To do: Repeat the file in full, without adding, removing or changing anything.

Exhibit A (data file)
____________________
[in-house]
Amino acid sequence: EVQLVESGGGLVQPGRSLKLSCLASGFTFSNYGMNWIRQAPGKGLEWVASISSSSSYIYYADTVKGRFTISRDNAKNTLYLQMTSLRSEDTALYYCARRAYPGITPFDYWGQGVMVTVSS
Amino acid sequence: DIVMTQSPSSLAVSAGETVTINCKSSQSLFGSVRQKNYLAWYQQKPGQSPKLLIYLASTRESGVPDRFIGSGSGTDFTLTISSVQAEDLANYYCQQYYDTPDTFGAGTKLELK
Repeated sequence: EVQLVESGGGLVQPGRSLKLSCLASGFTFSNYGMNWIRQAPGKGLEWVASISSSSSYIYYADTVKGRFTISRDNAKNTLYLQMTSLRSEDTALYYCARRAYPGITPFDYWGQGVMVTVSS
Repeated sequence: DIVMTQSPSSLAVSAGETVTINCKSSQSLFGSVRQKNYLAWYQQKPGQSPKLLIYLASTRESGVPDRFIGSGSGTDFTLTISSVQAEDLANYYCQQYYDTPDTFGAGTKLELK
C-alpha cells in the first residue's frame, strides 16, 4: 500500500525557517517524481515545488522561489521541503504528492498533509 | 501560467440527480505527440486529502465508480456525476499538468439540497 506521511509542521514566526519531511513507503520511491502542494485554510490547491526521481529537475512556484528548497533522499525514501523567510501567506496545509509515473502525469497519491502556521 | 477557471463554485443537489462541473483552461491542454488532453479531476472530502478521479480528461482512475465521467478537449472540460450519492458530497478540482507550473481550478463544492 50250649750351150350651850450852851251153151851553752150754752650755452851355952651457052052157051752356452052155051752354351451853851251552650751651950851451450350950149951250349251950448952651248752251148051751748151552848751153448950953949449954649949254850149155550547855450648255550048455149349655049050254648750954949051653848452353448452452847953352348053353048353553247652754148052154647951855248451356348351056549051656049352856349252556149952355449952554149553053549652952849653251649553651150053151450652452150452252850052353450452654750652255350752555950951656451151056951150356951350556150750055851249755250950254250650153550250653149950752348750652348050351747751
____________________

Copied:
[in-house]
Amino acid sequence: EVQLVESGGGLVQPGRSLKLSCLASGFTFSNYGMNWIRQAPGKGLEWVASISSSSSYIYYADTVKGRFTISRDNAKNTLYLQMTSLRSEDTALYYCARRAYPGITPFDYWGQGVMVTVSS
Amino acid sequence: DIVMTQSPSSLAVSAGETVTINCKSSQSLFGSVRQKNYLAWYQQKPGQSPKLLIYLASTRESGVPDRFIGSGSGTDFTLTISSVQAEDLANYYCQQYYDTPDTFGAGTKLELK
Repeated sequence: EVQLVESGGGLVQPGRSLKLSCLASGFTFSNYGMNWIRQAPGKGLEWVASISSSSSYIYYADTVKGRFTISRDNAKNTLYLQMTSLRSEDTALYYCARRAYPGITPFDYWGQGVMVTVSS
Repeated sequence: DIVMTQSPSSLAVSAGETVTINCKSSQSLFGSVRQKNYLAWYQQKPGQSPKLLIYLASTRESGVPDRFIGSGSGTDFTLTISSVQAEDLANYYCQQYYDTPDTFGAGTKLELK
C-alpha cells in the first residue's frame, strides 16, 4: 500500500525557517517524481515545488522561489521541503504528492498533509 | 501560467440527480505527440486529502465508480456525476499538468439540497 506521511509542521514566526519531511513507503520511491502542494485554510490547491526521481529537475512556484528548497533522499525514501523567510501567506496545509509515473502525469497519491502556521 | 477557471463554485443537489462541473483552461491542454488532453479531476472530502478521479480528461482512475465521467478537449472540460450519492458530497478540482507550473481550478463544492 50250649750351150350651850450852851251153151851553752150754752650755452851355952651457052052157051752356452052155051752354351451853851251552650751651950851451450350950149951250349251950448952651248752251148051751748151552848751153448950953949449954649949254850149155550547855450648255550048455149349655049050254648750954949051653848452353448452452847953352348053353048353553247652754148052154647951855248451356348351056549051656049352856349252556149952355449952554149553053549652952849653251649553651150053151450652452150452252850052353450452654750652255350752555950951656451151056951150356951350556150750055851249755250950254250650153550250653149950752348750652348050351747751